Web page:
Welcome to the week.
Here are the most noteworthy items we came across in the past seven days…
The deck is stacked: Every once in a while an article comes along that ties all the big threads together. This must-read piece by Greg Shill in The Atlantic perfectly explains why driving is so prominent in the United States and how an inter-connected system of laws guarantee “automobile supremacy”. (Delve deeper and read the academic paper that led to the article.)
Portland subway?: Our local transit expert is happy to see TriMet embarking on a plan that would put transit underground through downtown Portland.
Mythbusting: The always-worth-reading Peter Walker with The Guardian busts 10 common myths about cycling.
Speaking my language: Volkswagen wants into the personal mobility market amid claims of a “traffic collapse” that will spell the end of traditional cars in cities.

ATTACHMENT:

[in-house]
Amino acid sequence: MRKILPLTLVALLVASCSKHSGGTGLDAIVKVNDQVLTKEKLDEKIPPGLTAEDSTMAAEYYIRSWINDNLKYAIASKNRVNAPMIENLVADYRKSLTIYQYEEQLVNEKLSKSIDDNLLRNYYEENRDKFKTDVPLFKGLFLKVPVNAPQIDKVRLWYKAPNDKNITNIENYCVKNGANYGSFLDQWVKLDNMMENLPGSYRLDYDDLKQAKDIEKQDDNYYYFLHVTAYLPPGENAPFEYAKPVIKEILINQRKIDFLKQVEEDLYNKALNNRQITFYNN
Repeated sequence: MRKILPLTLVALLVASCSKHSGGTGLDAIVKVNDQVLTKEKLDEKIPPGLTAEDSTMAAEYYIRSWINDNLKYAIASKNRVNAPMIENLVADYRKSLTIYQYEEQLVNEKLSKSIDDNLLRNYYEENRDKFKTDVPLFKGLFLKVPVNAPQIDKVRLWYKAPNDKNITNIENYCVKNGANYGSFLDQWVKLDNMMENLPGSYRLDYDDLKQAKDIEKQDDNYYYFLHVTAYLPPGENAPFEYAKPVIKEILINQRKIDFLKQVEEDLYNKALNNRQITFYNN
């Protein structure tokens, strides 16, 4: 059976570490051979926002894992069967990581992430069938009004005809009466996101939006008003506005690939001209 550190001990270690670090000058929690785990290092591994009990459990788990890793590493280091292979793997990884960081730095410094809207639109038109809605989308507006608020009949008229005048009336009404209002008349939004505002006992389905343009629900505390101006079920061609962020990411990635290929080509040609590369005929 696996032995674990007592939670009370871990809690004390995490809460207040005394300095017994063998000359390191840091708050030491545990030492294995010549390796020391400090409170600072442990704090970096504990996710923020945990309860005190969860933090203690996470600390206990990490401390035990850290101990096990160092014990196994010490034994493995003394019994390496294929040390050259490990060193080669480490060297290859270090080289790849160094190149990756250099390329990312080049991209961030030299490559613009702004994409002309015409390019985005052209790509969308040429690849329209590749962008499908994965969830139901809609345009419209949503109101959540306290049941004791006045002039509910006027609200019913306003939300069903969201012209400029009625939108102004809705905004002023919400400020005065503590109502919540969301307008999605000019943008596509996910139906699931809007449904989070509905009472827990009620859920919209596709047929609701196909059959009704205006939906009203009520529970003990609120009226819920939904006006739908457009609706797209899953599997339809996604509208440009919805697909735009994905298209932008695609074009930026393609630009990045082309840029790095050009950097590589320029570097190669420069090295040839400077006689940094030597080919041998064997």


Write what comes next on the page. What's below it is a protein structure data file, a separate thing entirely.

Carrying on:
Activism works: Holding signs that read “Stop Killing Us!” and “De Blasio to Cyclists: Drop Dead,” a thousand New York City residents showed up to demonstrate against dangerous cycling conditions.
More on NYC: The NY Times tells the story of why what was once one of the rising stars for cycling in America has lost its shine.
Driving is the new smoking: A major climate change committee in Ireland heard from cycling experts that the country needs not just “cleaner” cars but the political courage to dramatically reduce driving if they want to make environmental progress.
Don’t fear streets, play on them: Streets are for living in, not just traveling through — that idea is at the heart of an inspiring policy in a suburb of Montreal where 48 streets have been designated “free play zones”.
Not so fast: The business model of a new AI startup is to deploy autonomous delivery vehicles into cities using bike lanes. Hmmm.
Tweet of the Week: Our friends at @QAGreenways (an excellent account worth following) discovered one of Portland’s oft-overlooked phenomena.
I would like to take a break from tweets about bikes and cheese to ponder a question about basketball hoops. Specifically, why are there so many on-street hoops in Portland? pic.twitter.com/NEaW78atru
— Queen Anne Greenways (@QAGreenways) July 11, 2019
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